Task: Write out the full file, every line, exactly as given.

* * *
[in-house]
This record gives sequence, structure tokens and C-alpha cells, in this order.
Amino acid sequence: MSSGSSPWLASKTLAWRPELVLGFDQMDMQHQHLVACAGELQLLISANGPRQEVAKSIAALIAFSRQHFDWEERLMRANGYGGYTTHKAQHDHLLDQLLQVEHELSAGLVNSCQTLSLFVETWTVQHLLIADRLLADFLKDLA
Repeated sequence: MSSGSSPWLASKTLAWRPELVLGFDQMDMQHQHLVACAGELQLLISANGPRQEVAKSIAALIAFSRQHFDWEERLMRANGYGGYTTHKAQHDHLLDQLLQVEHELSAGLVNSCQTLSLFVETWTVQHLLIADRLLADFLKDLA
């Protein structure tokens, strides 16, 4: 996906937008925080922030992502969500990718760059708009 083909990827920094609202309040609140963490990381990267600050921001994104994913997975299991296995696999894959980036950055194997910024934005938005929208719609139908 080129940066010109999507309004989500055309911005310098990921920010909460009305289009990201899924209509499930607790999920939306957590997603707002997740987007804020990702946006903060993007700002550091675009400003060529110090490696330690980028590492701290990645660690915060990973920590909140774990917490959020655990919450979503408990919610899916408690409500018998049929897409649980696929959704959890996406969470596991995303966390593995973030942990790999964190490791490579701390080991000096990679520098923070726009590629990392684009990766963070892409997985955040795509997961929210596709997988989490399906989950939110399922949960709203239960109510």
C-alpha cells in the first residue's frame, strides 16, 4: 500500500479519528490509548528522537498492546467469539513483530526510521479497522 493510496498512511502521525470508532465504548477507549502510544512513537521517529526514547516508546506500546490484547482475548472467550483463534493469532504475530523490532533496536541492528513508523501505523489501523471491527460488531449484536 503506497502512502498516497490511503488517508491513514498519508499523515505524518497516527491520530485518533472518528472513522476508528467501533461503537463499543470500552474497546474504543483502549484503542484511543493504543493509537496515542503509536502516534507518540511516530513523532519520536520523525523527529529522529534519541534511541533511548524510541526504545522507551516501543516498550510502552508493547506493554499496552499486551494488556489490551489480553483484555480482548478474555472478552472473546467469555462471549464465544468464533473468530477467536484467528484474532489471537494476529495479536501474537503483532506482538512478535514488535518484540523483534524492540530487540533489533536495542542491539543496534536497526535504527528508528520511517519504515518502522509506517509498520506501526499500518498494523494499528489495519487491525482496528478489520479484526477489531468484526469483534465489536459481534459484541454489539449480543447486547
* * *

[in-house]
This record gives sequence, structure tokens and C-alpha cells, in this order.
Amino acid sequence: MSSGSSPWLASKTLAWRPELVLGFDQMDMQHQHLVACAGELQLLISANGPRQEVAKSIAALIAFSRQHFDWEERLMRANGYGGYTTHKAQHDHLLDQLLQVEHELSAGLVNSCQTLSLFVETWTVQHLLIADRLLADFLKDLA
Repeated sequence: MSSGSSPWLASKTLAWRPELVLGFDQMDMQHQHLVACAGELQLLISANGPRQEVAKSIAALIAFSRQHFDWEERLMRANGYGGYTTHKAQHDHLLDQLLQVEHELSAGLVNSCQTLSLFVETWTVQHLLIADRLLADFLKDLA
């Protein structure tokens, strides 16, 4: 996906937008925080922030992502969500990718760059708009 083909990827920094609202309040609140963490990381990267600050921001994104994913997975299991296995696999894959980036950055194997910024934005938005929208719609139908 080129940066010109999507309004989500055309911005310098990921920010909460009305289009990201899924209509499930607790999920939306957590997603707002997740987007804020990702946006903060993007700002550091675009400003060529110090490696330690980028590492701290990645660690915060990973920590909140774990917490959020655990919450979503408990919610899916408690409500018998049929897409649980696929959704959890996406969470596991995303966390593995973030942990790999964190490791490579701390080991000096990679520098923070726009590629990392684009990766963070892409997985955040795509997961929210596709997988989490399906989950939110399922949960709203239960109510």
C-alpha cells in the first residue's frame, strides 16, 4: 500500500479519528490509548528522537498492546467469539513483530526510521479497522 493510496498512511502521525470508532465504548477507549502510544512513537521517529526514547516508546506500546490484547482475548472467550483463534493469532504475530523490532533496536541492528513508523501505523489501523471491527460488531449484536 503506497502512502498516497490511503488517508491513514498519508499523515505524518497516527491520530485518533472518528472513522476508528467501533461503537463499543470500552474497546474504543483502549484503542484511543493504543493509537496515542503509536502516534507518540511516530513523532519520536520523525523527529529522529534519541534511541533511548524510541526504545522507551516501543516498550510502552508493547506493554499496552499486551494488556489490551489480553483484555480482548478474555472478552472473546467469555462471549464465544468464533473468530477467536484467528484474532489471537494476529495479536501474537503483532506482538512478535514488535518484540523483534524492540530487540533489533536495542542491539543496534536497526535504527528508528520511517519504515518502522509506517509498520506501526499500518498494523494499528489495519487491525482496528478489520479484526477489531468484526469483534465489536459481534459484541454489539449480543447486547